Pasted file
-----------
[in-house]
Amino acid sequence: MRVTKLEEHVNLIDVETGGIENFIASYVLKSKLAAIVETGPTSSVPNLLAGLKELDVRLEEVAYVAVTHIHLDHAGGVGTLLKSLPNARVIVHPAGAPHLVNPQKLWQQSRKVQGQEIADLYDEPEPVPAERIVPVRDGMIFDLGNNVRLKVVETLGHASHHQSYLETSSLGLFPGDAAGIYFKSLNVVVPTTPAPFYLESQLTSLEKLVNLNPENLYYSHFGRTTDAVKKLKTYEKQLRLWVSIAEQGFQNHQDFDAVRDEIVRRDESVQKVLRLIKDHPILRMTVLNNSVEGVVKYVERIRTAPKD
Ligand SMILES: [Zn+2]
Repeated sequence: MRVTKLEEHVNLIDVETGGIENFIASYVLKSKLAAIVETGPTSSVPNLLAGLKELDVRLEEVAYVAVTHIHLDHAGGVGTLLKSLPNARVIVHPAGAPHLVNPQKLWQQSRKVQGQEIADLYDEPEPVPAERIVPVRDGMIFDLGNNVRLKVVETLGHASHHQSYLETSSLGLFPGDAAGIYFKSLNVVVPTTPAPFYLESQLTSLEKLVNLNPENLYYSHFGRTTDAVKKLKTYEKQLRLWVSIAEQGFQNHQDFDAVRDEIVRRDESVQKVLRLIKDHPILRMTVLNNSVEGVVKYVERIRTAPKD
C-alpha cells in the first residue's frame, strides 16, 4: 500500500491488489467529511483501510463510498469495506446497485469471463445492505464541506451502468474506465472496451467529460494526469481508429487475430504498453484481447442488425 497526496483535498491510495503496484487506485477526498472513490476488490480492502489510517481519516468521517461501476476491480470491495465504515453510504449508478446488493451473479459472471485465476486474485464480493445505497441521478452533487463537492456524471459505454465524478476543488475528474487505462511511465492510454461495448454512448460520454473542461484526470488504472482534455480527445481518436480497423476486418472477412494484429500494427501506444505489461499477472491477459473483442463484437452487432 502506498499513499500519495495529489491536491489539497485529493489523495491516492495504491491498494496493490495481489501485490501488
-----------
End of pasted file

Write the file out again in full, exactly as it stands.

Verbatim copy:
[in-house]
Amino acid sequence: MRVTKLEEHVNLIDVETGGIENFIASYVLKSKLAAIVETGPTSSVPNLLAGLKELDVRLEEVAYVAVTHIHLDHAGGVGTLLKSLPNARVIVHPAGAPHLVNPQKLWQQSRKVQGQEIADLYDEPEPVPAERIVPVRDGMIFDLGNNVRLKVVETLGHASHHQSYLETSSLGLFPGDAAGIYFKSLNVVVPTTPAPFYLESQLTSLEKLVNLNPENLYYSHFGRTTDAVKKLKTYEKQLRLWVSIAEQGFQNHQDFDAVRDEIVRRDESVQKVLRLIKDHPILRMTVLNNSVEGVVKYVERIRTAPKD
Ligand SMILES: [Zn+2]
Repeated sequence: MRVTKLEEHVNLIDVETGGIENFIASYVLKSKLAAIVETGPTSSVPNLLAGLKELDVRLEEVAYVAVTHIHLDHAGGVGTLLKSLPNARVIVHPAGAPHLVNPQKLWQQSRKVQGQEIADLYDEPEPVPAERIVPVRDGMIFDLGNNVRLKVVETLGHASHHQSYLETSSLGLFPGDAAGIYFKSLNVVVPTTPAPFYLESQLTSLEKLVNLNPENLYYSHFGRTTDAVKKLKTYEKQLRLWVSIAEQGFQNHQDFDAVRDEIVRRDESVQKVLRLIKDHPILRMTVLNNSVEGVVKYVERIRTAPKD
C-alpha cells in the first residue's frame, strides 16, 4: 500500500491488489467529511483501510463510498469495506446497485469471463445492505464541506451502468474506465472496451467529460494526469481508429487475430504498453484481447442488425 497526496483535498491510495503496484487506485477526498472513490476488490480492502489510517481519516468521517461501476476491480470491495465504515453510504449508478446488493451473479459472471485465476486474485464480493445505497441521478452533487463537492456524471459505454465524478476543488475528474487505462511511465492510454461495448454512448460520454473542461484526470488504472482534455480527445481518436480497423476486418472477412494484429500494427501506444505489461499477472491477459473483442463484437452487432 502506498499513499500519495495529489491536491489539497485529493489523495491516492495504491491498494496493490495481489501485490501488